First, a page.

Helping Families Raise Children With Special Health Care Needs at Home

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One goal of Healthy People 2010 is to reduce the number of people with disabilities in congregate care facilities, consistent with permanency-planning principles, to 0 by 2010 for persons aged 21 years and under (objective 6–7). Congregate care, in this regard, is defined as any setting in which 4 or more persons with disabilities reside, regardless of whether the residence is located in the community, such as a school, group home, nursing facility, or institution. Although this particular public health objective may reflect an unfamiliar concept for some pediatricians, the American Academy of Pediatrics supports the goals and objectives of Healthy People 2010 as well as the medical home and the provision of community-based, culturally effective, coordinated, and comprehensive care for children with special health care needs and their families. To advise families caring for children with special health care needs effectively, the pediatrician should be familiar with the principles of permanency planning and well informed of local family-support services. The pediatrician should also work with the family to identify the range of long-term supports and services available for their child. These supports may include respite for biological families as well as various additional parenting models such as shared parenting, foster care, alternate parents, and adoption. Although family-based supports are preferable, families may consider other out-of-home placements including group homes, placement in a nursing facility, or other forms of institutional care when sufficient family-based services are not available. Once all the options are understood, issues regarding quality of care can be individualized and judged by the parent or guardian, in close collaboration with the pediatrician and other professionals with expertise in permanency planning and long-term supports and services.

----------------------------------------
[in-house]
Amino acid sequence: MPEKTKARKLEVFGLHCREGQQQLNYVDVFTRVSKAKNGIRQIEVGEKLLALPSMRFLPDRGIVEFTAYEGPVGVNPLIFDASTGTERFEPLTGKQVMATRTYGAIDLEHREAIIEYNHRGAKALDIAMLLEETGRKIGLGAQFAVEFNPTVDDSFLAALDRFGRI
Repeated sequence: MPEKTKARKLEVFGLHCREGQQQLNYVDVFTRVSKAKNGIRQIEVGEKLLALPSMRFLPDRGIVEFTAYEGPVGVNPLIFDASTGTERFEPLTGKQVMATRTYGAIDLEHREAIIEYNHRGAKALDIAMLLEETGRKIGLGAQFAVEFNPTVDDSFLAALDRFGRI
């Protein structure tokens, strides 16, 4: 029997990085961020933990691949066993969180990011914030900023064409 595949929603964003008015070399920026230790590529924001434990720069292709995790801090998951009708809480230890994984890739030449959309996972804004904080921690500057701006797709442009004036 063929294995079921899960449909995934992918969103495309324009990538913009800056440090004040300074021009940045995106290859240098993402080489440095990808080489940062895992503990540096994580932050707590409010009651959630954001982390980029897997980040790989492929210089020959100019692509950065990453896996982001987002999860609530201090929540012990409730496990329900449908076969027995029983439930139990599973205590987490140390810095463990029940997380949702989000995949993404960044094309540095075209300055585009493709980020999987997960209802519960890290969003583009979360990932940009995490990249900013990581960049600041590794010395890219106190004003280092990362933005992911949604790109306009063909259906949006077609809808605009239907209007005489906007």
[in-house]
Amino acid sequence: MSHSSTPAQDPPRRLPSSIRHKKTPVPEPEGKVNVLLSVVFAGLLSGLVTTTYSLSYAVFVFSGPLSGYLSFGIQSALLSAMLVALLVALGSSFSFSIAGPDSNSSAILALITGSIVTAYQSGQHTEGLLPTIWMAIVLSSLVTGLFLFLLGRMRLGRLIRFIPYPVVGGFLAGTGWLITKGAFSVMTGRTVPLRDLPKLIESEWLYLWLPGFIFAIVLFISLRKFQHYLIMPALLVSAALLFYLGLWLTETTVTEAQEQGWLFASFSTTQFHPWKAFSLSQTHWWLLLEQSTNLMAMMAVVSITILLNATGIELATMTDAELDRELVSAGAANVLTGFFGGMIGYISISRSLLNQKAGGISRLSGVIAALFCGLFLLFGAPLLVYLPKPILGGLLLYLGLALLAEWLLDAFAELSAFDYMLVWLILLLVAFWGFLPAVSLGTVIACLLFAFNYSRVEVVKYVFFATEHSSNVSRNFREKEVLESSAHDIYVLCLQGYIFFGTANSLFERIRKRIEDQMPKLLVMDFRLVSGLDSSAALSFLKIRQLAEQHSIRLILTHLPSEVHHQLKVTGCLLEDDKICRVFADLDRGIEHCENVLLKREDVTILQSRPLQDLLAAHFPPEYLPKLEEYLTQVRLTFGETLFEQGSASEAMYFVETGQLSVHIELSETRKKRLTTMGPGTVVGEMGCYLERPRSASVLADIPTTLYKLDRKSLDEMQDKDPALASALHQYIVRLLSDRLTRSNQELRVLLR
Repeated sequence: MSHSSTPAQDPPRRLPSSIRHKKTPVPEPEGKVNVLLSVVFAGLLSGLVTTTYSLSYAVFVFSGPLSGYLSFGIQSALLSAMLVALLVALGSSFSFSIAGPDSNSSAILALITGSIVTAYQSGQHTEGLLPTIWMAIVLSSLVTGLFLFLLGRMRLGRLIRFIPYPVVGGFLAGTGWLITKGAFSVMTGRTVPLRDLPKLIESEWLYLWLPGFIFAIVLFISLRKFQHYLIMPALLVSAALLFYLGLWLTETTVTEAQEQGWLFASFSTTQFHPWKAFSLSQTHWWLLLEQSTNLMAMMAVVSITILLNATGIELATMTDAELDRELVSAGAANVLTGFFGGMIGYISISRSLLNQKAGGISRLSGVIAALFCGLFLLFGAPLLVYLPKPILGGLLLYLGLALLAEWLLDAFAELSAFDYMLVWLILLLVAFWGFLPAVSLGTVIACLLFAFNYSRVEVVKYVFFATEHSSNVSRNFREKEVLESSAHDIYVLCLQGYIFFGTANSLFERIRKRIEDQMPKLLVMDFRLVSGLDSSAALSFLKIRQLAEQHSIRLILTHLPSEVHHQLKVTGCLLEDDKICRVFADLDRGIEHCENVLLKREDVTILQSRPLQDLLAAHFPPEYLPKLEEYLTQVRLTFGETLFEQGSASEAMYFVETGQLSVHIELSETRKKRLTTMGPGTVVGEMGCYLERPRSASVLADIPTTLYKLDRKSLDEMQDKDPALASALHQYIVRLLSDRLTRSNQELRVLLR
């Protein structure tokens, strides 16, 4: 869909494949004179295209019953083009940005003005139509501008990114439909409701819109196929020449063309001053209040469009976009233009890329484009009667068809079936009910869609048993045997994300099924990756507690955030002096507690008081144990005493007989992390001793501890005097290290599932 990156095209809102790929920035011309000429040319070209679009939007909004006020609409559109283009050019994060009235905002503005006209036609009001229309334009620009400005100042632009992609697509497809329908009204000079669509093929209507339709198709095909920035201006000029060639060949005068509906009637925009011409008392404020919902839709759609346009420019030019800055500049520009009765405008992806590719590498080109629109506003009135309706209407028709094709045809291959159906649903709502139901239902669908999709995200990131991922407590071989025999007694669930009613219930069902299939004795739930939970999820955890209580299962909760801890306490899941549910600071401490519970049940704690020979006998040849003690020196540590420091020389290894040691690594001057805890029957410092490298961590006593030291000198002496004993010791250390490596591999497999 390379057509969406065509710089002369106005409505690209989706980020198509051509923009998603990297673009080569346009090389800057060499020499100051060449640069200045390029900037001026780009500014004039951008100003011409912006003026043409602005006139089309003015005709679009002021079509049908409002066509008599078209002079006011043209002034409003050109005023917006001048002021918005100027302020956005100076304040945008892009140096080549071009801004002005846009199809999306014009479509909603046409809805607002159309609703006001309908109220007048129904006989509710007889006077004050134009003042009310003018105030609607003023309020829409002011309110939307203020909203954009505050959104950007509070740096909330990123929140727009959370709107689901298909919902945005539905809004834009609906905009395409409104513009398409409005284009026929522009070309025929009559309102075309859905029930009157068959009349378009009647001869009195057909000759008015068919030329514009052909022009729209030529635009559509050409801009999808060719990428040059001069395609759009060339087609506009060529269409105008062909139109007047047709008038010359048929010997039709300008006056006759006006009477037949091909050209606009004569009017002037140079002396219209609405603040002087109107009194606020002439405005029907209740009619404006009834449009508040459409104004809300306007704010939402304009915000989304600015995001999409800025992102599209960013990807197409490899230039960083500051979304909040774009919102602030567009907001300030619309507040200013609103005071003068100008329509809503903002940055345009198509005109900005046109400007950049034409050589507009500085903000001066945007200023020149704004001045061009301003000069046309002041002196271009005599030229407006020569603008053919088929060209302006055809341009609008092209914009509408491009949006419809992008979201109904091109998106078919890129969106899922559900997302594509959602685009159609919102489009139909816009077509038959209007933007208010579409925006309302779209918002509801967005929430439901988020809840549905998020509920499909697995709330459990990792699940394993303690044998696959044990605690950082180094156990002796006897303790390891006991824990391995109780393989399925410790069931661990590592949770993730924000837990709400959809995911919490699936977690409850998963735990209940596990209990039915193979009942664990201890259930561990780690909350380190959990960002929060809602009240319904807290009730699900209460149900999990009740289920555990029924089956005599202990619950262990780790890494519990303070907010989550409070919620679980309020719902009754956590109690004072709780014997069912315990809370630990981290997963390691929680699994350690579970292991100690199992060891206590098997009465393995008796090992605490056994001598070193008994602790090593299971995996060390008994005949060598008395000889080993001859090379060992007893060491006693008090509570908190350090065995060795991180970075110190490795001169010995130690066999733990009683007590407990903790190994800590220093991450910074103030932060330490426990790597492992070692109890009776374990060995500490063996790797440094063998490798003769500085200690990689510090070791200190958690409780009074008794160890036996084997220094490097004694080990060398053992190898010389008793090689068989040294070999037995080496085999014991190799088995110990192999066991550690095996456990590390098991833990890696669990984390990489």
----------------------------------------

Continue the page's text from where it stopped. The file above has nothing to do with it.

The purpose of this clinical report is to educate physicians on the philosophy of providing a permanent family environment (permanency planning) for all children, including those with special health care needs, and the importance of adequate and accessible community services to support and maintain the well-being of all family members.